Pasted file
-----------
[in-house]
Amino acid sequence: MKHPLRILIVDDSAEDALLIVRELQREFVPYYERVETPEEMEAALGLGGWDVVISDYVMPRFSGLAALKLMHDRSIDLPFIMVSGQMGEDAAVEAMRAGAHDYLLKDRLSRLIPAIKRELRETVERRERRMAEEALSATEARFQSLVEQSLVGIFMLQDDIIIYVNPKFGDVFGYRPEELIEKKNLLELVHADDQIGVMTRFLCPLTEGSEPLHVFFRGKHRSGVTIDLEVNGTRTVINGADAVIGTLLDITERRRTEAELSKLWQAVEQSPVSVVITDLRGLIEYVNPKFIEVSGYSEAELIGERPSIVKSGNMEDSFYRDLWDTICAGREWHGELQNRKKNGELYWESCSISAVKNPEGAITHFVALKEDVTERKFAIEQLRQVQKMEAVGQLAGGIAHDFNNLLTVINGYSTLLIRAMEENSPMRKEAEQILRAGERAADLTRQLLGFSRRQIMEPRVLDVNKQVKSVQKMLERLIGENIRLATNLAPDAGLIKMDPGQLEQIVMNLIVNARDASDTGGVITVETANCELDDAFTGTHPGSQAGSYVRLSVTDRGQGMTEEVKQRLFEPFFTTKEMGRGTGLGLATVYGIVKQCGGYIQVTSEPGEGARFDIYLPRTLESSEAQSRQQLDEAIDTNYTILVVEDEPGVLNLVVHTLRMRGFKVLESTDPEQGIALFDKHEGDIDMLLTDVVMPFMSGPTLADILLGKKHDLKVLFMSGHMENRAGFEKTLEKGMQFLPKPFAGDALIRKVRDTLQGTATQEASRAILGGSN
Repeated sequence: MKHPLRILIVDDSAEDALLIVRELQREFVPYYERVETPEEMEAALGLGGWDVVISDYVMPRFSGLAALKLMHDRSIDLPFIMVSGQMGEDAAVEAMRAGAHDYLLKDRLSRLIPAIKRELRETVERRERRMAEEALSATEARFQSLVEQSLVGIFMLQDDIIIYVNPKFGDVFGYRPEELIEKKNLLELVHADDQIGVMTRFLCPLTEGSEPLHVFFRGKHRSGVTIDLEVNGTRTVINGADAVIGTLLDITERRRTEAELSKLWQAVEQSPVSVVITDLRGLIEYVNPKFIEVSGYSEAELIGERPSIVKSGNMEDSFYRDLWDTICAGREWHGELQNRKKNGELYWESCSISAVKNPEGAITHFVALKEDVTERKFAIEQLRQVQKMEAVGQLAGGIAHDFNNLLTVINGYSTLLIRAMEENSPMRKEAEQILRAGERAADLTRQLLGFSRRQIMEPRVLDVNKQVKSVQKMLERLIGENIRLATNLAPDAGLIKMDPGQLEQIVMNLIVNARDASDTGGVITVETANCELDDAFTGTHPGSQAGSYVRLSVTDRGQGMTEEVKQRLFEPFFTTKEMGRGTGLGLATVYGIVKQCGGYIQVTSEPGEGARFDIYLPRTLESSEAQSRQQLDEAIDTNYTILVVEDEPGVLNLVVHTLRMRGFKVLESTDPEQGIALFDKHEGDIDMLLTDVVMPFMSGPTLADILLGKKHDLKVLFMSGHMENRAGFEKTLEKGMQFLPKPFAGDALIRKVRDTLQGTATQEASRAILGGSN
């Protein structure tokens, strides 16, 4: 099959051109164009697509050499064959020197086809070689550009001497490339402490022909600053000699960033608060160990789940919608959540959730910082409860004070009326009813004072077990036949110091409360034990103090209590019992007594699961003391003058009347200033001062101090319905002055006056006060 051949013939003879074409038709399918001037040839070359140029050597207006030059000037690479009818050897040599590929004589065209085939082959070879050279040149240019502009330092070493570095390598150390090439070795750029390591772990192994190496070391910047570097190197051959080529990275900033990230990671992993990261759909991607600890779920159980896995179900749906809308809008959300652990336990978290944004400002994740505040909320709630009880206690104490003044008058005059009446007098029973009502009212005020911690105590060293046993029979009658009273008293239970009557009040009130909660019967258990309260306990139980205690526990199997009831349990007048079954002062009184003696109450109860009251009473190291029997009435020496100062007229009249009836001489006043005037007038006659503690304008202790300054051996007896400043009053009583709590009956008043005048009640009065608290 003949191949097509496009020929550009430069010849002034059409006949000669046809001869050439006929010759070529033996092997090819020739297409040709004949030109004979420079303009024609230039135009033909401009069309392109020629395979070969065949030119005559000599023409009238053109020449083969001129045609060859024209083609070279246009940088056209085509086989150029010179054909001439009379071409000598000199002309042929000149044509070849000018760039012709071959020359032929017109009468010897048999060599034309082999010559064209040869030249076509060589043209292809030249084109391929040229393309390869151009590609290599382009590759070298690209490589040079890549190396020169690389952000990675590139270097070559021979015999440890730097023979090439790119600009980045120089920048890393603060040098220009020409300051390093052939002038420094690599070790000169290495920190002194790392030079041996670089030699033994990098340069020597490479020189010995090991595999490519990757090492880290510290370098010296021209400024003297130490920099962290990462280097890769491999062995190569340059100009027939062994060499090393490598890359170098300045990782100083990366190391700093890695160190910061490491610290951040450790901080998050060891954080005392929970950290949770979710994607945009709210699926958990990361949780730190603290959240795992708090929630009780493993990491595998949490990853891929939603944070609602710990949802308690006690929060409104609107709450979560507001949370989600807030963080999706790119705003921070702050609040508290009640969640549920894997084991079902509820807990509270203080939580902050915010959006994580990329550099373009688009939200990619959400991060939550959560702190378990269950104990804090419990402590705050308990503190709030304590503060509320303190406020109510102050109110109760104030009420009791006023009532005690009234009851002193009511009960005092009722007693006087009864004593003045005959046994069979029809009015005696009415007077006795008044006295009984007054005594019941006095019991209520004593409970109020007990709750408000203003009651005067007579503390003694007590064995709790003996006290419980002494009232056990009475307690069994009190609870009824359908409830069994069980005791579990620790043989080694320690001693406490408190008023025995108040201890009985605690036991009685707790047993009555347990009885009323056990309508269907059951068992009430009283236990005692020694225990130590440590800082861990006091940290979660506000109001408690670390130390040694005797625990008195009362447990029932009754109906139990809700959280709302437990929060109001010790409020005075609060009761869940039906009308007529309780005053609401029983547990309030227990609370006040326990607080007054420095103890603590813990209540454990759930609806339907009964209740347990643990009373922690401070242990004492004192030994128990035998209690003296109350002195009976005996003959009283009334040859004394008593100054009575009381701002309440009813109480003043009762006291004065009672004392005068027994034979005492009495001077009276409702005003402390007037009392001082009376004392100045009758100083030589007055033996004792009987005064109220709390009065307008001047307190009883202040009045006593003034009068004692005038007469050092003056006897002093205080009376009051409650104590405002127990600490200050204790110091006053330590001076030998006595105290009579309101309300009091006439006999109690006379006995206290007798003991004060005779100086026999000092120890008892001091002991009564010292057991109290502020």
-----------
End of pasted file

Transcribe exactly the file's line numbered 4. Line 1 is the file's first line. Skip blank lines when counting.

């Protein structure tokens, strides 16, 4: 099959051109164009697509050499064959020197086809070689550009001497490339402490022909600053000699960033608060160990789940919608959540959730910082409860004070009326009813004072077990036949110091409360034990103090209590019992007594699961003391003058009347200033001062101090319905002055006056006060 051949013939003879074409038709399918001037040839070359140029050597207006030059000037690479009818050897040599590929004589065209085939082959070879050279040149240019502009330092070493570095390598150390090439070795750029390591772990192994190496070391910047570097190197051959080529990275900033990230990671992993990261759909991607600890779920159980896995179900749906809308809008959300652990336990978290944004400002994740505040909320709630009880206690104490003044008058005059009446007098029973009502009212005020911690105590060293046993029979009658009273008293239970009557009040009130909660019967258990309260306990139980205690526990199997009831349990007048079954002062009184003696109450109860009251009473190291029997009435020496100062007229009249009836001489006043005037007038006659503690304008202790300054051996007896400043009053009583709590009956008043005048009640009065608290 003949191949097509496009020929550009430069010849002034059409006949000669046809001869050439006929010759070529033996092997090819020739297409040709004949030109004979420079303009024609230039135009033909401009069309392109020629395979070969065949030119005559000599023409009238053109020449083969001129045609060859024209083609070279246009940088056209085509086989150029010179054909001439009379071409000598000199002309042929000149044509070849000018760039012709071959020359032929017109009468010897048999060599034309082999010559064209040869030249076509060589043209292809030249084109391929040229393309390869151009590609290599382009590759070298690209490589040079890549190396020169690389952000990675590139270097070559021979015999440890730097023979090439790119600009980045120089920048890393603060040098220009020409300051390093052939002038420094690599070790000169290495920190002194790392030079041996670089030699033994990098340069020597490479020189010995090991595999490519990757090492880290510290370098010296021209400024003297130490920099962290990462280097890769491999062995190569340059100009027939062994060499090393490598890359170098300045990782100083990366190391700093890695160190910061490491610290951040450790901080998050060891954080005392929970950290949770979710994607945009709210699926958990990361949780730190603290959240795992708090929630009780493993990491595998949490990853891929939603944070609602710990949802308690006690929060409104609107709450979560507001949370989600807030963080999706790119705003921070702050609040508290009640969640549920894997084991079902509820807990509270203080939580902050915010959006994580990329550099373009688009939200990619959400991060939550959560702190378990269950104990804090419990402590705050308990503190709030304590503060509320303190406020109510102050109110109760104030009420009791006023009532005690009234009851002193009511009960005092009722007693006087009864004593003045005959046994069979029809009015005696009415007077006795008044006295009984007054005594019941006095019991209520004593409970109020007990709750408000203003009651005067007579503390003694007590064995709790003996006290419980002494009232056990009475307690069994009190609870009824359908409830069994069980005791579990620790043989080694320690001693406490408190008023025995108040201890009985605690036991009685707790047993009555347990009885009323056990309508269907059951068992009430009283236990005692020694225990130590440590800082861990006091940290979660506000109001408690670390130390040694005797625990008195009362447990029932009754109906139990809700959280709302437990929060109001010790409020005075609060009761869940039906009308007529309780005053609401029983547990309030227990609370006040326990607080007054420095103890603590813990209540454990759930609806339907009964209740347990643990009373922690401070242990004492004192030994128990035998209690003296109350002195009976005996003959009283009334040859004394008593100054009575009381701002309440009813109480003043009762006291004065009672004392005068027994034979005492009495001077009276409702005003402390007037009392001082009376004392100045009758100083030589007055033996004792009987005064109220709390009065307008001047307190009883202040009045006593003034009068004692005038007469050092003056006897002093205080009376009051409650104590405002127990600490200050204790110091006053330590001076030998006595105290009579309101309300009091006439006999109690006379006995206290007798003991004060005779100086026999000092120890008892001091002991009564010292057991109290502020």